Case Study 5: Participate

Slow design creates opportunities for users to actively personalize and reconfigure a space to their needs. Lighting installations with increased built-in flexibility can improve the likelihood of users being able to efficiently adapt the space for their needs. The aim of the IALD Light Workshop conducted in the campus of the CSIIT School of Architecture, Hyderabad30, as shown in Figure 5, was to provide a user-specific lighting scheme that enables users to become active participants. The objective was to create lighting installations with built-in qualities of dynamic metamorphism, which change their character in relation to user needs. A layered lighting approach dabbling with scenography has been incorporated, where users can switch between different scenes using brightness, colors, patterns, reflection, refraction, and shadows of light. The installations allowed users to participate by actively reconfiguring their lighted spaces.

Figure 5
Figure 5. Participate – The IALD Light Workshop conducted in CSIIT/Hyderabad uses light to enable users to actively participate in the creation of their personalized spaces. Users were able to flexibly switch between different lighting scenes with different brightness and colors.

Case Study 6: Evolve

Slow design enables spaces to evolve beyond their initial design brief into transformative places. Lighting installations that continue to evolve in time and technology will inevitably continue to serve well into the life of the space. The aim of the IALD Light Workshop conducted in the campus of the Crescent School of Architecture (CSA), Chennai28, as shown in Figure 6, was to set a precedent for evolving beyond the initial design brief. Cyclone Vardah had devastated the city of Chennai along with the campus just days before the scheduled workshop. Instead of cancelling the workshop altogether, the objective was to create lighting installations that will go beyond the initial design brief by making the best of the ruins of the cyclone aftermath within the campus. The fallen trees and broken branches were used as props to project interesting patterns of light, color, and shadows on building facades, thereby prioritizing the “green” on architecture. The installation evolved into a sensitive representation of the rebuilding process of a city after a natural disaster.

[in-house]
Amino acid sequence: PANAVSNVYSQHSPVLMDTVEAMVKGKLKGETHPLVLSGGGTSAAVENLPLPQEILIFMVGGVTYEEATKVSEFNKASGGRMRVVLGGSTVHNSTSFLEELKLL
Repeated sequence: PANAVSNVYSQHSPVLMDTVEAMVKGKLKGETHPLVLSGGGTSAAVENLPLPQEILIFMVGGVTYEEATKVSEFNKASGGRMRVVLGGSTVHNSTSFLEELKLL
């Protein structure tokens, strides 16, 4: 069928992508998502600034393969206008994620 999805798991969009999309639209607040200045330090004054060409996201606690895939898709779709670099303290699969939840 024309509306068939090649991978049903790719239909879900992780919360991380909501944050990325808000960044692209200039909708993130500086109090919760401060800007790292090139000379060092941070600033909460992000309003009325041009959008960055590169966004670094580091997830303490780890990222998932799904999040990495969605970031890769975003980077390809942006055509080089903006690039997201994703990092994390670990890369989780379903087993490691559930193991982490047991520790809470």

Figure 6
Figure 6. Evolve – The IALD Light Workshop conducted in CSA/Chennai uses light to evolve into a greater cause of rebuilding after a natural disaster. The ruins of the cyclone aftermath, such as broken branches and fallen trees, were used as props in the installations.

Case Study 7: Ritual

Slow design provides a sense of security and stability by creating casual, interpersonal, and nimble rituals that stimulate social interaction. Lighting installations creating new small acts done in particular situations and in the same way each time, which are imbued with symbolism, spark something meaningful with users. The aim of the IALD Light Workshops conducted in the campuses of the RV College of Architecture (RVCA), Bangalore25, Sir JJ College of Architecture (JJCA), Mumbai32, and the Manipal School of Architecture and Planning (MSAP), Manipal, as shown in Figure 7, was to stimulate users with rituals of social interaction. The objective was to create lighting installations imbued with symbolic acts, which become a meaningful daily ritual. Each of these campuses consisted of corridors that connected all the prominent spaces, finally leading up to the classrooms. The initial concept of the lighting scheme was drawn from the basic function of corridors and staircases, which is movement. The movement was enhanced through a hierarchy of primary and secondary focal points. This created visual movement of the eye as well as physical movement of the body through interest points, rather than the basic idea of access to another space. This movement was highlighted using brightness, colors, and shadow patterns. The installations allowed rituals of social interaction and connectedness by improving the visual rhythm and use of the space, thereby increasing the psychological attachment of users towards each other and the space.